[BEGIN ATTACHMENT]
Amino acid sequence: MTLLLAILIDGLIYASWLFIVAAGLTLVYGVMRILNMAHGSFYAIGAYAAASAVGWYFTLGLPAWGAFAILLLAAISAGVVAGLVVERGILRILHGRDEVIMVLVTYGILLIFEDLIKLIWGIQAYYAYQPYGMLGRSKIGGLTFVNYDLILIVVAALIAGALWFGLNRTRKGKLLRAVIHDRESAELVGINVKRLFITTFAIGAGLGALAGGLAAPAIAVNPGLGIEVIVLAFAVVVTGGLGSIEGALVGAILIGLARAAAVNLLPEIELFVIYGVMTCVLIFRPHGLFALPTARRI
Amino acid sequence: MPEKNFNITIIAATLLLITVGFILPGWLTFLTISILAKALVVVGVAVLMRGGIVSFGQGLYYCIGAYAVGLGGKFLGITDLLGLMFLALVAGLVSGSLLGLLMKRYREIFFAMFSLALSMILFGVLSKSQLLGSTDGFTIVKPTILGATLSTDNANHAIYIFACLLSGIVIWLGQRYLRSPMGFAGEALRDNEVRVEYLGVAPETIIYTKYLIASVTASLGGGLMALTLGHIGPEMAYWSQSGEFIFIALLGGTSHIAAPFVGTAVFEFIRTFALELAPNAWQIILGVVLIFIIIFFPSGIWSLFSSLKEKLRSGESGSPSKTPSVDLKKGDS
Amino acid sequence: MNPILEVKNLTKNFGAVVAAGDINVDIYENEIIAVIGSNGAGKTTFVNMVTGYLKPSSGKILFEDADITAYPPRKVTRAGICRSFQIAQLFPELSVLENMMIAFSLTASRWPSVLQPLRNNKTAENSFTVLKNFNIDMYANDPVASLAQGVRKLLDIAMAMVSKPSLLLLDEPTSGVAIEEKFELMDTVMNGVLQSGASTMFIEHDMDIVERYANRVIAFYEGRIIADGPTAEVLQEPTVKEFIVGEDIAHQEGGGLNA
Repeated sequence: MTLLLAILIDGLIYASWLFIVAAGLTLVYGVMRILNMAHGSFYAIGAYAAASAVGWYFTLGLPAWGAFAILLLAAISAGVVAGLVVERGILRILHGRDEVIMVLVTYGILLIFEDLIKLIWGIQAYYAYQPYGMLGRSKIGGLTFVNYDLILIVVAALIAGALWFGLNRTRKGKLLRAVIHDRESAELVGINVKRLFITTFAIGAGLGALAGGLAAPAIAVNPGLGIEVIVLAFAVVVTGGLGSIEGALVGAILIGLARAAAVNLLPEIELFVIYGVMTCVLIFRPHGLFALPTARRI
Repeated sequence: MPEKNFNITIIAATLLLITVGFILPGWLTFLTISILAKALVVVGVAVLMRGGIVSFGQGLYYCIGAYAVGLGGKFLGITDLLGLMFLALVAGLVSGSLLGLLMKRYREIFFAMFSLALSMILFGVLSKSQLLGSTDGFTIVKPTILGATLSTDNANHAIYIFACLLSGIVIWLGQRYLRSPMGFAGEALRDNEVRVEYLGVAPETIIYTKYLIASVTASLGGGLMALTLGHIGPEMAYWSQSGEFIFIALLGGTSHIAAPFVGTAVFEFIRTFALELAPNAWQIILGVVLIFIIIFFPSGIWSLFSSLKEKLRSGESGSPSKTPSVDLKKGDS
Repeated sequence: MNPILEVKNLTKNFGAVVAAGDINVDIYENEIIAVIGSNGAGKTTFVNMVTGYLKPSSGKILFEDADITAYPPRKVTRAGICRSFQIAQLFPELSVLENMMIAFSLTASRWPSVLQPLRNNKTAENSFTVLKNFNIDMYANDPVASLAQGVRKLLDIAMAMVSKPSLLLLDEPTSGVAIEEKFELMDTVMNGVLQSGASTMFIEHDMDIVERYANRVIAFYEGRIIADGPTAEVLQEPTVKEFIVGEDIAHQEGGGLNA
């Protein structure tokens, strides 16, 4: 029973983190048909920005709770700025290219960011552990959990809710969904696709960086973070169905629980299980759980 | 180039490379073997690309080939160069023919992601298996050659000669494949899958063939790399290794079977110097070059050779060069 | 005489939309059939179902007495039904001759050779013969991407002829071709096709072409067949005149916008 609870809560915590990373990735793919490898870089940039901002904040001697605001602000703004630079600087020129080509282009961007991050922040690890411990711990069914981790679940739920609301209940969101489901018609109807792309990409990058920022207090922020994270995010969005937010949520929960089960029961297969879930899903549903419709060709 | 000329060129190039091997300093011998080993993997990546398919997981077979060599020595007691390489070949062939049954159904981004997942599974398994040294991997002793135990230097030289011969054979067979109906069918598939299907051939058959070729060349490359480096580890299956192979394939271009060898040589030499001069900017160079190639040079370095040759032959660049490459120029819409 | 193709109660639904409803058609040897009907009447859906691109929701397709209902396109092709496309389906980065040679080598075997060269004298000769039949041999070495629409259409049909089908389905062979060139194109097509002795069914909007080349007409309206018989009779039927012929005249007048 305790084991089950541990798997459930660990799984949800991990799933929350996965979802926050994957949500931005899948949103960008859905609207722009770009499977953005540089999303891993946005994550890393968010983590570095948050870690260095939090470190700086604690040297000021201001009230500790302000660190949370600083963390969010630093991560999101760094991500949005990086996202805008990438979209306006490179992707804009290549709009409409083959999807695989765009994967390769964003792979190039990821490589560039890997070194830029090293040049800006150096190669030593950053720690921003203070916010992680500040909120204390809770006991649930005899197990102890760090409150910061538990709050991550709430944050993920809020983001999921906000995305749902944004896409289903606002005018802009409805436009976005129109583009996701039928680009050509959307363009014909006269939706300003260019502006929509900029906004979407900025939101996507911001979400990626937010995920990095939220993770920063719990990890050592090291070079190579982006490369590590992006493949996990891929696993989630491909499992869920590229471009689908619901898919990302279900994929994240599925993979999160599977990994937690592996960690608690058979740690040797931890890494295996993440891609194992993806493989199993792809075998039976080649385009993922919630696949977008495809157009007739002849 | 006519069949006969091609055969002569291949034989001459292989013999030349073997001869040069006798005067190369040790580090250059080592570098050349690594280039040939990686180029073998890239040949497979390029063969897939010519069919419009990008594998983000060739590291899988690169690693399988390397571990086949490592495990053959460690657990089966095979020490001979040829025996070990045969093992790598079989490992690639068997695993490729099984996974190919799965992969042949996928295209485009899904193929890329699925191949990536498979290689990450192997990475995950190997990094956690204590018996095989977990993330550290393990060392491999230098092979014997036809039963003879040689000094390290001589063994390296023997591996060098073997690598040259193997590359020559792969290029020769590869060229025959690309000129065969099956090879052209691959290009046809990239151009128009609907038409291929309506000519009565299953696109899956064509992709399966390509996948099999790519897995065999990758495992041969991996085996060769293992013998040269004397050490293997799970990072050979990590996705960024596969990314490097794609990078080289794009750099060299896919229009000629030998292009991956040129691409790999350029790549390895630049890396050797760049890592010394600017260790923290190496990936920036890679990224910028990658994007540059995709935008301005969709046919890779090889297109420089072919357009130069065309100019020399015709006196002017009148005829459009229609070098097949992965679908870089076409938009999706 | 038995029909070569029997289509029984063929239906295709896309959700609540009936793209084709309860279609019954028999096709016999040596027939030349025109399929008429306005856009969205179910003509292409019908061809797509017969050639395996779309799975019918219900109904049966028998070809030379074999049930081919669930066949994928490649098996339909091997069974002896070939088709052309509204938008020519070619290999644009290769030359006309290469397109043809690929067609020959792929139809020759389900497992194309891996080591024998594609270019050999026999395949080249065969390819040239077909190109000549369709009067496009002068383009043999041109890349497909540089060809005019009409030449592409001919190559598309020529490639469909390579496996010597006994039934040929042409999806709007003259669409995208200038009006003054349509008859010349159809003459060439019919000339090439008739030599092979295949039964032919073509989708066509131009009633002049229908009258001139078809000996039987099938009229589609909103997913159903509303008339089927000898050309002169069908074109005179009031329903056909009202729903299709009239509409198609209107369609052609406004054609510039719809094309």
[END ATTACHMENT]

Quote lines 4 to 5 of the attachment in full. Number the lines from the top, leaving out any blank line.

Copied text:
Repeated sequence: MTLLLAILIDGLIYASWLFIVAAGLTLVYGVMRILNMAHGSFYAIGAYAAASAVGWYFTLGLPAWGAFAILLLAAISAGVVAGLVVERGILRILHGRDEVIMVLVTYGILLIFEDLIKLIWGIQAYYAYQPYGMLGRSKIGGLTFVNYDLILIVVAALIAGALWFGLNRTRKGKLLRAVIHDRESAELVGINVKRLFITTFAIGAGLGALAGGLAAPAIAVNPGLGIEVIVLAFAVVVTGGLGSIEGALVGAILIGLARAAAVNLLPEIELFVIYGVMTCVLIFRPHGLFALPTARRI
Repeated sequence: MPEKNFNITIIAATLLLITVGFILPGWLTFLTISILAKALVVVGVAVLMRGGIVSFGQGLYYCIGAYAVGLGGKFLGITDLLGLMFLALVAGLVSGSLLGLLMKRYREIFFAMFSLALSMILFGVLSKSQLLGSTDGFTIVKPTILGATLSTDNANHAIYIFACLLSGIVIWLGQRYLRSPMGFAGEALRDNEVRVEYLGVAPETIIYTKYLIASVTASLGGGLMALTLGHIGPEMAYWSQSGEFIFIALLGGTSHIAAPFVGTAVFEFIRTFALELAPNAWQIILGVVLIFIIIFFPSGIWSLFSSLKEKLRSGESGSPSKTPSVDLKKGDS